Russ Roberts on the Information Revolution, Politics, Yeats, and Yelling

One of my favorite Americans has long been Russ Roberts due to his towering intellect and the fact that he is a classically liberal/libertarian economist. Perhaps most importantly, he is a kind and thoughtful human being who can conduct an intellectual conversation without falling prey to outrage, which seems to be a lost art in today’s zeitgeist. I highly recommend his podcast EconTalk. In a recent episode, he did a rare monologue on the topic of our current divisive civil discourse in which he attributes our collective descent to a large degree on the information revolution and how we consume and relate to media, and even more troubling – how tribalism leads us as people to not be all that interested in objective truth so much as confirming our own views and biases and feeling outraged at a faceless enemy. He also indicates that today’s society at large lacks the ability to look at information with a healthy degree of skepticism.

In the interest of brevity I skip to his conclusions of how we can improve this situation as individuals while recommending listening to the full episode to get the depth and richness that only a full listen can provide. Still, his practical steps to take are worth posting as a summary for those who can’t devote an hour to the show:

  1. Humility – In Roberts’ words – We don’t know everything we think we do. I’ve learned to enjoy saying, ‘I don’t know.’ Admitting ignorance is bliss. Recognize, as Shakespeare suggested, ‘There are more things in heaven and earth than are dreamt of in your philosophy.’ Roberts is careful to point out with this topic that humility has its own risks if there is something that should be taken on with passion. Again, in Roberts’ words – “There ares some things we know. So we should stand by our principles. But we should be humble and aware of the possibility that some of those principles may not be correct.”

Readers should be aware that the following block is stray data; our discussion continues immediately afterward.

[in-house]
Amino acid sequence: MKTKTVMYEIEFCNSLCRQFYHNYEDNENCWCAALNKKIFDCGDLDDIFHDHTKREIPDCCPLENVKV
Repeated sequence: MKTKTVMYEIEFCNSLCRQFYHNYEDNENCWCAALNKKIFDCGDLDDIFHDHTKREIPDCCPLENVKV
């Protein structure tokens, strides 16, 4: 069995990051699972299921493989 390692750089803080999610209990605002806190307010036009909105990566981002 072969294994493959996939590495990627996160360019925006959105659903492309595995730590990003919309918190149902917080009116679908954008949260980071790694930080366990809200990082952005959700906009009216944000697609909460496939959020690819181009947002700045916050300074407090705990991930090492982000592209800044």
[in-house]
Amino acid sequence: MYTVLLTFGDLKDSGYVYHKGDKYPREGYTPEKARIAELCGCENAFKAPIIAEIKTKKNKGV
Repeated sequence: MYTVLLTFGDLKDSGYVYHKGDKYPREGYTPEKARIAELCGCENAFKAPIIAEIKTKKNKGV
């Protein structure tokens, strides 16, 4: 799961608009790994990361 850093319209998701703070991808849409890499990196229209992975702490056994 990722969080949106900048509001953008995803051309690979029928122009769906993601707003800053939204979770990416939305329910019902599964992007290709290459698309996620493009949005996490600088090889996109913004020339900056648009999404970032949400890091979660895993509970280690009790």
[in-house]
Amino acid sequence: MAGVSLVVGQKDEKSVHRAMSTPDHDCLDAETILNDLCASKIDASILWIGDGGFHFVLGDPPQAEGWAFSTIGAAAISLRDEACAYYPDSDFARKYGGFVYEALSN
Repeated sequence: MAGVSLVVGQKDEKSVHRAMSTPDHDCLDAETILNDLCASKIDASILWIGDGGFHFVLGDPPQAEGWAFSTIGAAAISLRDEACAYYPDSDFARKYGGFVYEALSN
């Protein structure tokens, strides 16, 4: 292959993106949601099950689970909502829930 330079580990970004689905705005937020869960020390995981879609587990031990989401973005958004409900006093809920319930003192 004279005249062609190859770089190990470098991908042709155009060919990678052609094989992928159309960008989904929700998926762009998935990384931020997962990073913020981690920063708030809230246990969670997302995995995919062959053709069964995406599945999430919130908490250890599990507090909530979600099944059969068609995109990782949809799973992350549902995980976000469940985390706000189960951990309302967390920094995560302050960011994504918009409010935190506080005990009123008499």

2. Follow people on Facebook and Twitter who you don’t agree with, but try to make sure they are people who are relatively civil, or you risk sparking your own anger and outrage.
  3. Hold your anger for a day. This is a common theme from Roberts and one I have personally benefited from and adopted. I stand by it. If you feel anger and outrage coming into a post – hold it for a day and return to it. Almost every time I have either decided not to post the comment by modifying it or just ignoring it. It’s all right to ignore and not respond to outrage!
  4. Spend less time on the Internet, more time with human beings. This is my favorite of the advice Roberts gives.
  5. Try to notice when you enjoy outrage. “Just be aware of the fact that you may have that personality trait. I think many of us do. Then, when you find yourself feeling the sweetness of that anger, to realize that that’s a very unhealthy emotion, and that you should keep an eye on it.”

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